We turn now to plaintiff's contentions addressed to Lear Siegler. Plaintiff contends the trial Judge erred in granting Lear Siegler summary judgment since it was the successor to Royal, which was the de facto designer of the RG-4 helmet plaintiff was wearing at the time of the accident. Plaintiff essentially makes a three-part argument. First, he argues there is a genuine issue of material fact as to whether the helmet he was wearing at the time of the accident, the RG-4, is so similar to the RG-9, designed by defendant Royal, that in fact Royal may be considered the designer of the RG-4. Second, assuming Royal is the designer of the RG-4, plaintiff argues that Royal is liable in products liability or negligence for the injuries caused by plaintiff's helmet which was manufactured by Land Tool, Royal's successor. Finally, plaintiff argues that Lear Siegler is the successor to all of the liabilities of Royal.
A party is entitled to summary judgment "if the pleadings, depositions, answers to interrogatories and admissions on file, together with the affidavits, if any, show that there is no genuine issue as to any material fact challenged and that the moving party is entitled to a judgment or order as a matter of law." R. 4:46-2(c). Under the standard announced in Brill v. Guardian Life Ins. Co. of Am., 142 N.J. 520, 540 (1995),
a determination whether there exists a "genuine issue" of material fact that precludes summary judgment requires the motion Judge to consider whether the competent evidential materials presented, when viewed in the light most favorable to the non-moving party, are sufficient to permit a rational factfinder to resolve the alleged disputed issue in favor of the non-moving party.
Accordingly, "when the evidence `is so one-sided that one party must prevail as a matter of law,' the trial court should not hesitate to grant summary judgment." Ibid (citation omitted).
We need only address plaintiff's contention that Royal is responsible for the RG-4 helmet manufactured by Land Tool under either a products liability theory or a negligence theory. The product's liability theory advanced by plaintiff is novel. The issue is whether a manufacturer who designs a motorcycle helmet but later sells the manufacturing assets of its helmet division may still be held liable for injuries caused by a helmet manufactured by the successor corporation. This is different from successor liability developed by our Supreme Court in Ramirez v. Amsted Indus. Inc., 86 N.J. 332 (1981), and discussed most recently in Mettinger v. Globe Slicing Mach. Co., 153 N.J. 371 (1998). Ramirez, supra, 86 N.J. at 358, held that a company which purchases the manufacturing assets of another company and undertakes manufacturing the same product line is strictly liable in tort for injuries caused by defects in products in that line even if manufactured by the predecessor company. The question here is not the successor liability of Land Tool, but whether the selling company, Royal, and its successor, Lear Siegler, may be held liable for a product subsequently manufactured by the company which bought its manufacturing assets, Land Tool.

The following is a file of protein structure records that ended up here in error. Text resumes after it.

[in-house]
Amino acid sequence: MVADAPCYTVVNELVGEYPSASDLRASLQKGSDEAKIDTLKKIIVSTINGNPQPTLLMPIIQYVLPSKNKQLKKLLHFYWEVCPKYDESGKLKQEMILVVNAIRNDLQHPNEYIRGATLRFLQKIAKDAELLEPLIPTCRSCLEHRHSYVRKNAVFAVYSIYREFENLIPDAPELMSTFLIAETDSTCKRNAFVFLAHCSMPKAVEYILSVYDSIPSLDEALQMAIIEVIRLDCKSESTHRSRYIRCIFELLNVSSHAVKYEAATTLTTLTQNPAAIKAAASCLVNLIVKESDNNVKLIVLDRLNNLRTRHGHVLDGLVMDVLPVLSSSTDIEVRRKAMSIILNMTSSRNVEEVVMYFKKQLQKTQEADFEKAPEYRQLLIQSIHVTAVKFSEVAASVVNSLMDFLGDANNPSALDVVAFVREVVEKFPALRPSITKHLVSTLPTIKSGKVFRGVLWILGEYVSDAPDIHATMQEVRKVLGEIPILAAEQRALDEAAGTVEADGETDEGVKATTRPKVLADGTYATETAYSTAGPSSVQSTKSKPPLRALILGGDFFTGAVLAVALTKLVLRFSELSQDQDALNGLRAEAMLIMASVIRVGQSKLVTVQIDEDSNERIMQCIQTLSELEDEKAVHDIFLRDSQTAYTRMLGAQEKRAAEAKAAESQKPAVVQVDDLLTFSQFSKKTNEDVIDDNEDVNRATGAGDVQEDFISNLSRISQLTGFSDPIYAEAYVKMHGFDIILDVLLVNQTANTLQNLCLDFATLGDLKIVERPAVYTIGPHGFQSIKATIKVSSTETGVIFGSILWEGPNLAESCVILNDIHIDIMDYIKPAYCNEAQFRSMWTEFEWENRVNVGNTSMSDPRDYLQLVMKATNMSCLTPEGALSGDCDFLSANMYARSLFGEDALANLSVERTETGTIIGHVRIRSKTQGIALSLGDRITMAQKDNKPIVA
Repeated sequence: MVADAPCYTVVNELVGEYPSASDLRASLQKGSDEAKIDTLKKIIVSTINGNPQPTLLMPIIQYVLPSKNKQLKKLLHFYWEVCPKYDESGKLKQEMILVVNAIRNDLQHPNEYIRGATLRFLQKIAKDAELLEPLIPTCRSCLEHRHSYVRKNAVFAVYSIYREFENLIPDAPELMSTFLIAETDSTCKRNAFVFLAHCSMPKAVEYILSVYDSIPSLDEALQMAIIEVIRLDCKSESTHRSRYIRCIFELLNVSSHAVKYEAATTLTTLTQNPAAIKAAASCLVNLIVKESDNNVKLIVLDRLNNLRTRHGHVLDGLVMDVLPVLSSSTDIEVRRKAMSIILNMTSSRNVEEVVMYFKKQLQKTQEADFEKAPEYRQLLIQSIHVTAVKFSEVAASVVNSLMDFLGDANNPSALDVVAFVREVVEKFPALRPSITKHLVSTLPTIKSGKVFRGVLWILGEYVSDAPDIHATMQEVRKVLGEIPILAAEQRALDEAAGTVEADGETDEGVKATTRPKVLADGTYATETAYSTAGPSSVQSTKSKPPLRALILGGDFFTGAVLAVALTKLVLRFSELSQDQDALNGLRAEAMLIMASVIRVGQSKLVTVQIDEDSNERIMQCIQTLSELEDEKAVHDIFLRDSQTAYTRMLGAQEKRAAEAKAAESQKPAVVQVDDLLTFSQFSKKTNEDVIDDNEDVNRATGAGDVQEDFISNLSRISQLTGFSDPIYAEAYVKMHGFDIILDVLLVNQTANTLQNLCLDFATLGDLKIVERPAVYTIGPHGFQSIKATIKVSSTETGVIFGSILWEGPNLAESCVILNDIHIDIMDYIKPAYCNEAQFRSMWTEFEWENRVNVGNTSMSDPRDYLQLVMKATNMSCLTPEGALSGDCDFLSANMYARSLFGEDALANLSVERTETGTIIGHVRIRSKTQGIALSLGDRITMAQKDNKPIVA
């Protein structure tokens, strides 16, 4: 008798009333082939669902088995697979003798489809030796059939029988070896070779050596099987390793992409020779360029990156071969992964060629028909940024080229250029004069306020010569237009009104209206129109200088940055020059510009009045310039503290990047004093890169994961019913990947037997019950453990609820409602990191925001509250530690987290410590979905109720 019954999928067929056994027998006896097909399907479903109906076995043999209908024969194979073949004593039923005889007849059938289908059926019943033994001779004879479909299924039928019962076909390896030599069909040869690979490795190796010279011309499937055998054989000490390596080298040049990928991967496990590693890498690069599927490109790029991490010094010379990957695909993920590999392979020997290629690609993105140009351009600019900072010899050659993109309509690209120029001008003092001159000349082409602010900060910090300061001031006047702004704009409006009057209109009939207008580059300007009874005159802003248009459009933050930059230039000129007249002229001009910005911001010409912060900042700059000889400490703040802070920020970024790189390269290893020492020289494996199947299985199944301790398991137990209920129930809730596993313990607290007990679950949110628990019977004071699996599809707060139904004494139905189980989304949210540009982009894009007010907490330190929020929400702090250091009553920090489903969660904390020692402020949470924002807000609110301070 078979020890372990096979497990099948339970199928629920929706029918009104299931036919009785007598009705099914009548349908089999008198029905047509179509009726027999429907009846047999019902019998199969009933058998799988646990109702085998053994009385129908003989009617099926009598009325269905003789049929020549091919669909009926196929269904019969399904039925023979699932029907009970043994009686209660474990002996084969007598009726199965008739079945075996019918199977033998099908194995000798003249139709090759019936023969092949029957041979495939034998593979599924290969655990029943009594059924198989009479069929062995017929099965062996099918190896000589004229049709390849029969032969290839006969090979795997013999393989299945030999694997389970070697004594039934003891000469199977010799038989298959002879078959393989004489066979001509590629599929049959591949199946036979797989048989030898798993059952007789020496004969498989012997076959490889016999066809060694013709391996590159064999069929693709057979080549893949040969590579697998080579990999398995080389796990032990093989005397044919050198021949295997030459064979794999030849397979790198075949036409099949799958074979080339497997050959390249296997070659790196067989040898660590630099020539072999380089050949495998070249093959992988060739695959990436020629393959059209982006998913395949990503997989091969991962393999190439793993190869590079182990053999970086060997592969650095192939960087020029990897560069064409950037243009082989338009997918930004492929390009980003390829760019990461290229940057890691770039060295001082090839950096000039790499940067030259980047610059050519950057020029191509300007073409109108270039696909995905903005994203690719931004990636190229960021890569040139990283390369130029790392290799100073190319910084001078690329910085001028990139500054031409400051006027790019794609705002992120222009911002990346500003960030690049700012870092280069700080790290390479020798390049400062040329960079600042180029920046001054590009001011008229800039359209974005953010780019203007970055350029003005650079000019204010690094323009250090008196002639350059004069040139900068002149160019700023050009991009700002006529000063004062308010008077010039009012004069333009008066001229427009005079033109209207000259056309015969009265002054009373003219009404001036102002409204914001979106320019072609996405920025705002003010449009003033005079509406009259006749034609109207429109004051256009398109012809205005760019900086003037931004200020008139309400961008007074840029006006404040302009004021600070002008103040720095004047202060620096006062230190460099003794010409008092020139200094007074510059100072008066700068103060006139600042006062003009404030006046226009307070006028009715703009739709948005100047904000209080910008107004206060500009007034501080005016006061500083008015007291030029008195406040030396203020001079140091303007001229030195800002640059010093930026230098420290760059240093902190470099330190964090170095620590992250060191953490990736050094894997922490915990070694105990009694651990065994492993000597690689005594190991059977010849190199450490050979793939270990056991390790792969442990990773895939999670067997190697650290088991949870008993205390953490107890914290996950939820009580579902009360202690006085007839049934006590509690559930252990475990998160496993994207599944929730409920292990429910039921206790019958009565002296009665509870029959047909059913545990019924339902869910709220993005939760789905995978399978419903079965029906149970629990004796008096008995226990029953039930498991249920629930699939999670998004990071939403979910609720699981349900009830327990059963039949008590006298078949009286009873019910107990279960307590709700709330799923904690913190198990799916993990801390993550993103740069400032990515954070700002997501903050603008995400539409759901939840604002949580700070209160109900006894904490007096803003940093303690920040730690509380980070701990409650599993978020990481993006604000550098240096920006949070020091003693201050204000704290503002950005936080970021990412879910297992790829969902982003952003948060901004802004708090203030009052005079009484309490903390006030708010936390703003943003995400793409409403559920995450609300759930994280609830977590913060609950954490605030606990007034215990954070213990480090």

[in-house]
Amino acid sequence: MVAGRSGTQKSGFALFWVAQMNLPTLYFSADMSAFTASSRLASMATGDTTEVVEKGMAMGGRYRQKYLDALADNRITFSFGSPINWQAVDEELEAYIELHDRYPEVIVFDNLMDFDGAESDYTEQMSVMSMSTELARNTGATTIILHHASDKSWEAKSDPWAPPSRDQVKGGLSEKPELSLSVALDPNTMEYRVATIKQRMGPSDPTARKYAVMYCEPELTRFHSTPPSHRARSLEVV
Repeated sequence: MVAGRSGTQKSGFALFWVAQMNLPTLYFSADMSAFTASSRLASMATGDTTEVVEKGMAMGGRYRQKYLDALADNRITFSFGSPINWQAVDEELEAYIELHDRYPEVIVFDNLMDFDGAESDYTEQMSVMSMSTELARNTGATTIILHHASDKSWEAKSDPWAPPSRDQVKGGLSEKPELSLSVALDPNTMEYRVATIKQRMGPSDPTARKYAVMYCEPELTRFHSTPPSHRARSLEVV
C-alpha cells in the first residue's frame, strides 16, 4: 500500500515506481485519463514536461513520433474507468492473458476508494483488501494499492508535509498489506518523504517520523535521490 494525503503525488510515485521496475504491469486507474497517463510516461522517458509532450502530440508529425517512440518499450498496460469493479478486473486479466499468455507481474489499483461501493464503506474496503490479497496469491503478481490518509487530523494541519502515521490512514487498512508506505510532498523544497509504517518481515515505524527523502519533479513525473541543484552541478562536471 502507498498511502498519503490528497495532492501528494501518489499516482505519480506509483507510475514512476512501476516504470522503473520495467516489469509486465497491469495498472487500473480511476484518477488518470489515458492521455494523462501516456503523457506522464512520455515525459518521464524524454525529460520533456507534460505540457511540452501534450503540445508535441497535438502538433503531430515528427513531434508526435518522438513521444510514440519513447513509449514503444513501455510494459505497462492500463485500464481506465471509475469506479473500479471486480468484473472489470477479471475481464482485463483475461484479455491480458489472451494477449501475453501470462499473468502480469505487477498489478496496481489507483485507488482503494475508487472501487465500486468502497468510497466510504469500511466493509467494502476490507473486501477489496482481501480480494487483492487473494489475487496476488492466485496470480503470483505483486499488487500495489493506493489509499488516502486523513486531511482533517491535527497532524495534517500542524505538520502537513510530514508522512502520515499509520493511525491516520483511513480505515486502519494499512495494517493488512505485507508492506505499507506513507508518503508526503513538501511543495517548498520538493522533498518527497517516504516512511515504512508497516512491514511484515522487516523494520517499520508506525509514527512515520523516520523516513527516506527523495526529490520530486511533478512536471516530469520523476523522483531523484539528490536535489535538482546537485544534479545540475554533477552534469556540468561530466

The New Jersey Products Liability Act (the Act), N.J.S.A. 2A:58C-1 to -11, provides:
"A manufacturer or seller of a product shall be liable in a product liability action only if the claimant proves by a preponderance of the evidence that the product causing the harm was not reasonably fit, suitable or safe for its intended purpose because it: . . . c. was designed in a defective manner." [N.J.S.A. 2A:58C-2 (emphasis added).]
Here, Royal was neither a manufacturer or seller of plaintiff's helmet. At most it was a designer. Consequently, under the terms of the Act it would appear that Royal cannot be held strictly liable in tort. Nonetheless, "this [A]ct is not intended to codify all issues relating to products liability, but only to deal with matters that require clarification." N.J.S.A. 2A:58C-1. Thus, we must also examine the common law in order to understand the meaning of "manufacturer or seller" within the context of the Act.
The type of entities which may be held strictly liable beyond that of traditional manufacturers and sellers has been expanded. See Ramos v. Silent Hoist and Crane Co., 256 N.J. Super. 467, 474-75 (App. Div. 1992). Our Supreme Court has upheld products liability actions against a builder and reconditioner of a machine (Michalko v. Cooke Color & Chem. Corp., 91 N.J. 386 (1982)), a mass producer of houses (Schipper v. Levitt & Sons, Inc., 44 N.J. 70 (1965)), and a lessor of trucks (Cintrone v. Hertz Truck Leasing & Rental Serv., 45 N.J. 434 (1965)). Further, successor corporations are responsible for damages caused by defects in products manufactured and distributed by predecessors. Ramirez v. Amsted Indus., Inc., supra, 86 N.J. at 332.